Asian stocks dropped and the dollar firmed on Monday, as investors looked past the Group of 20's latest commitment to spur faster global growth and turned their focus back to the impact of the U.S. Federal Reserve's stimulus withdrawal.
MSCI's broadest index of Asia-Pacific shares outside Japan shed 0.6 percent, while Japan's Nikkei stock average added 0.1 percent, paring earlier gains.
"We are not out of the woods yet in terms of getting clarity on which direction this market is going," said Stefan Worrall, director of equity cash sales at Credit Suisse in Tokyo, noting the market was not convincingly out of a potential correction phase.
China shares sank to a two-week low, dragging Hong Kong markets down, as property and banking counters slipped on mainland news reports that stoked fears banks have stopped extending loans to property-related companies.
On Wall Street on Friday, stocks were off slightly on options-related expirations.
The final weekend communique from the two-day meeting of G20 finance ministers and central bankers in Sydney said they would increase investment and employment, generating more than $2 trillion in additional output over five years while creating tens of million of new jobs, signalling optimism that the worst of crisis-era austerity was past.
The communique acknowledged emerging nations' concerns that the Federal Reserve consider the impact of its monetary stimulus withdrawal, which has led to bouts of capital flight from some of those markets.
However, minutes released last week from the Fed's most recent meeting showed that policymakers generally "anticipated that the economy would expand at a moderate pace in coming quarters," suggesting the pace of stimulus-tapering will continue for now.
"There was no realistic expectation that EM would get any relief but they may be more vulnerable to bad news in the aftermath." said Steven Englander, head of G10 currency FX strategy at CitiFX, in a note to clients.
"Similarly the free pass to tapering may be mildly USD positive," Englander added.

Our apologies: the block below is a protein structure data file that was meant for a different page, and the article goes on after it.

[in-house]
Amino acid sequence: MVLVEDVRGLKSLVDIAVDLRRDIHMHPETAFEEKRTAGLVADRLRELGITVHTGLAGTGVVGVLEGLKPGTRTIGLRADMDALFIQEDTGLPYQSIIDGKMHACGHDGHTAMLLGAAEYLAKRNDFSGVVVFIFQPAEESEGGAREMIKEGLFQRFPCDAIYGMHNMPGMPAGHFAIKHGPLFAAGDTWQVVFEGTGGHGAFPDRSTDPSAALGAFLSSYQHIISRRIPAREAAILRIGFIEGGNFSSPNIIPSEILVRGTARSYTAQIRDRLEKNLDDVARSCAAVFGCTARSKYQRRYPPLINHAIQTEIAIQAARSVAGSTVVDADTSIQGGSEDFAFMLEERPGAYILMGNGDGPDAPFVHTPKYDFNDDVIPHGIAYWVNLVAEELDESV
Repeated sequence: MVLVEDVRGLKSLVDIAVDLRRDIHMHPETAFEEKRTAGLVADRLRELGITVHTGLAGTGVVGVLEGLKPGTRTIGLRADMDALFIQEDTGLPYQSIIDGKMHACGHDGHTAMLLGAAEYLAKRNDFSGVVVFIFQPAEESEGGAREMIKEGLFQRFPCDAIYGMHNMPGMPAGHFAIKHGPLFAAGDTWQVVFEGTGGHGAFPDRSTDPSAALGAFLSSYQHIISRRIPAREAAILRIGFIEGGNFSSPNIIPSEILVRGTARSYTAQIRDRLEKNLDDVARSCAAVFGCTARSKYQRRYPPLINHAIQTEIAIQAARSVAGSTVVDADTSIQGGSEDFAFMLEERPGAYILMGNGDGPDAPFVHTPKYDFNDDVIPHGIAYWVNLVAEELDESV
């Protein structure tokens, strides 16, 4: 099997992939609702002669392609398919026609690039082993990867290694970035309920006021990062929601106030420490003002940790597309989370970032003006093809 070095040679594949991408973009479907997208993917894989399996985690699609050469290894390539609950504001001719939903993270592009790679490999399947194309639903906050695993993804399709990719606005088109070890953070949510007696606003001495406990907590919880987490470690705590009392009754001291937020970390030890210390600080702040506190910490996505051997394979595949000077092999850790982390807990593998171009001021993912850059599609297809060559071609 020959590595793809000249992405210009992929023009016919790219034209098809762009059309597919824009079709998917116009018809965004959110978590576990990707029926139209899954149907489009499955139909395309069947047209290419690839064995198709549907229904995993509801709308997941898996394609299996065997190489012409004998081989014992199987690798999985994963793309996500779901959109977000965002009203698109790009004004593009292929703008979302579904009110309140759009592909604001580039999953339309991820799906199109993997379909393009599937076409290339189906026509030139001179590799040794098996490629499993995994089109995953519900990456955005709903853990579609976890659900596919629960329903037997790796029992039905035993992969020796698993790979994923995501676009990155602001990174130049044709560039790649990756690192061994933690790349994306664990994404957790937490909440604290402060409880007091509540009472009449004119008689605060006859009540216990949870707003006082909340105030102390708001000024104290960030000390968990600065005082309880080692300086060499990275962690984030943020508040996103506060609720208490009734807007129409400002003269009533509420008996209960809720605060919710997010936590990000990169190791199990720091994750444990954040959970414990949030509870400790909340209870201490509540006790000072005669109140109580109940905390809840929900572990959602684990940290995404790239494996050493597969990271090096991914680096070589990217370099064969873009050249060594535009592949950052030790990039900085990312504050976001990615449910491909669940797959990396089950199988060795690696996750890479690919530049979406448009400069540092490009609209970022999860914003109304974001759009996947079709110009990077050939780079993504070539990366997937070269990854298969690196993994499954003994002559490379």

The dollar edged up against a basket of currencies after posting its first weekly gain in three weeks. The dollar index rose about 0.1 percent to 80.278, moving away from last week's low of 79.927 touched on Wednesday, which was its lowest since late last year
The dollar was steady on the day against its Japanese counterpart at 102.49 yen, not far from a three-week high of 102.82 yen hit on Friday.
The euro drifted down about 0.1 percent to 140.74 yen, after touching 141.26 yen on Friday, its loftiest level since January 24.
The yen is likely to remain under pressure on expectations of more easing steps from the Bank of Japan.
A Reuters poll last week showed the BOJ was expected to ease monetary policy further by the summer, to give the economy a lift as the effects of the government's stimulus begins to wane. Economists surveyed remain sceptical that the central bank will achieve its 2 percent inflation target by early next year.
The euro was nearly flat on the day at $1.3736, not far from a high of $1.3773 touched on Wednesday, its highest level since January 2.
Also underpinning the single currency, unrest in the Ukraine reached a climatic end over the weekend with parliament's vote on Saturday to remove President Viktor Yanukovich, who abandoned his Kiev office to protesters. The shift looks likely to pull Ukraine away from Moscow's orbit and closer to Europe.
Investors await euro zone inflation on Friday to gauge whether the European Central Bank has enough ammunition to ease monetary policy at its next meeting on March 6.
"The weaker the data, the more the speculation will likely mount that the ECB will take additional action," Marc Chandler, chief global currency strategist with Brown Brothers Harriman, said in a research note.
"The point is that between the data, ECB meeting and the U.S. employment data on March 7, there is sufficient event risk to deter strong euro gains from here," Chandler said.
On the commodities front, U.S. crude rose 0.3 percent to $102.52 a barrel after posting a sixth straight week of gains, while Brent crude added 0.2 percent to $110.05 a barrel.
But London copper fell sharply, shedding about 1.3 percent to $7,065, on persistent fears about the impact of the Fed's tapering as well as China's murky growth outlook.
Gold lost about 0.1 percent to $1,321.08 an ounce, after it marked a third straight week of gains.